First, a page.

Do I have a problem with anyone being objectified?  Well, like most things it depends.  Do I have a problem with someone making a free and informed choice to embark on a career in the porn industry?  No.  I don't care whether they are in it only for the money or for the attention or they enjoy the sex or whether they get off on the idea of being seen having sex by thousands of anonymous people.  If it's truly their choice, then their reasons are their own business.  In a way, porn is like a dildo or a vibrator; it's a sex aid.  Do I think a woman should view men merely as a walking dildos?  Nope.  Do I think men should treat women just as something just to stick their dicks in?  No, to that, too.

So I suppose the question is, are people who watch porn more likely to treat men/women as objects who exist solely for their sexual gratification?  I really have no idea!  I'd like to think that people who watch porn (mostly men, if the figures are right) are intelligent enough to be able to separate reality from fantasy.  On the whole, I believe they can.  Like everything, there are exceptions.

And then came the internet.  Porn is easily available.  Some would say too easily.  With regard to children, I would agree.  The IT industry still hasn't come up with a simple, effective way for parents to filter what children can access on the internet.  Often kids are more IT savvy than their parents.  If the parent even understands that they can check the browsing history, the chances are the kid's one step ahead of them and has deleted it.  My own solution has been to turn our spare room into a computer room.  My kids have PCs built out of the cast offs from my own (they love the fact that every time I build myself a new PC, theirs end up going faster, too!).  I can see their monitors from where I sit.  This has it's downsides; I'm not always at my PC when they're at theirs.  Any X-rated material I want to look at *cough* has to be viewed when they're out/in bed.  At the moment it's a combination of me looking over their shoulder and using clunky, inadequate software.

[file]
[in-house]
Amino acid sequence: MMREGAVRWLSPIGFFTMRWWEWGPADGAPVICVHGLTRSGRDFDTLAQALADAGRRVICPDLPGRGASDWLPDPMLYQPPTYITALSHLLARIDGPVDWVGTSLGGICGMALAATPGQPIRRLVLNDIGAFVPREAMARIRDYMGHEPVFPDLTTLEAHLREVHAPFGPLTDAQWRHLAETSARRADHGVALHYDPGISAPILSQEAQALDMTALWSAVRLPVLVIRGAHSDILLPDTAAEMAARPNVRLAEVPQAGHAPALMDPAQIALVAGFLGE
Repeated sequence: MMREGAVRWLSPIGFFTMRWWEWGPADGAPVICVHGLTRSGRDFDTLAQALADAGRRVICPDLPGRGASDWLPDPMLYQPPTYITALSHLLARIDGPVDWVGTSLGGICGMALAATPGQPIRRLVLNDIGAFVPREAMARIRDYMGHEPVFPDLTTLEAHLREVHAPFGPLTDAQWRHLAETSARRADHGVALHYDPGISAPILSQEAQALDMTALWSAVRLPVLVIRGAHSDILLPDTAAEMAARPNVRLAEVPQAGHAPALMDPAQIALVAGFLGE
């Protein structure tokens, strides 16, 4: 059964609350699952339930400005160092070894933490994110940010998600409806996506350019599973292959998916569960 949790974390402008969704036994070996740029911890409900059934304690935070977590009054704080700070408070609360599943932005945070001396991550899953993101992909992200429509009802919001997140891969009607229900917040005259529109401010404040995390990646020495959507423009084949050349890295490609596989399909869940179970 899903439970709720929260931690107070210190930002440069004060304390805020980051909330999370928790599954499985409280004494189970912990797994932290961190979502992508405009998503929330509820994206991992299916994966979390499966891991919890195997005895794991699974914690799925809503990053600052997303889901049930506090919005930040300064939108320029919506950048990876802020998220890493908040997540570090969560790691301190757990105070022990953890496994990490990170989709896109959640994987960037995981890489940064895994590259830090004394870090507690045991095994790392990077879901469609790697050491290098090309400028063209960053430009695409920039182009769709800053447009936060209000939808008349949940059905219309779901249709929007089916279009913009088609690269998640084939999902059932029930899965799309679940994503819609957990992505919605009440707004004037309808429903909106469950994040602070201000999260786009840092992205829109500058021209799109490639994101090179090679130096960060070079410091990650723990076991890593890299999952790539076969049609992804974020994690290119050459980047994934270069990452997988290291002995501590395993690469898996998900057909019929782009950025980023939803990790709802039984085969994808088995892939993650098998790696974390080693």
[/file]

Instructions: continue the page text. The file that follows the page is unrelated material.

How much leeway they gets depends on the child.  My daughter is almost 18 (and would be most indignant at being referred to as a child!).  She appears to have had an embarrassment bypass.  Whatever thought comes into her head, comes out of her mouth.  She's always been very open about what's going on in her head and, even at an age where I expected her to get coy, been incredibly frank in her questions.  Over the years we've had some long discussions about sex and sexuality (this was help by a series aimed at teenagers aired on Channel 4 a few years ago that we watched together and discussed afterwards).  I know she likes reading erotic stories and enjoys looking at nude photos on Tumblr (she even sends me links!), more what I'd call smut than outright porn.  In 4 months she'll be 18 and, technically, old enough to look at whatever she wants.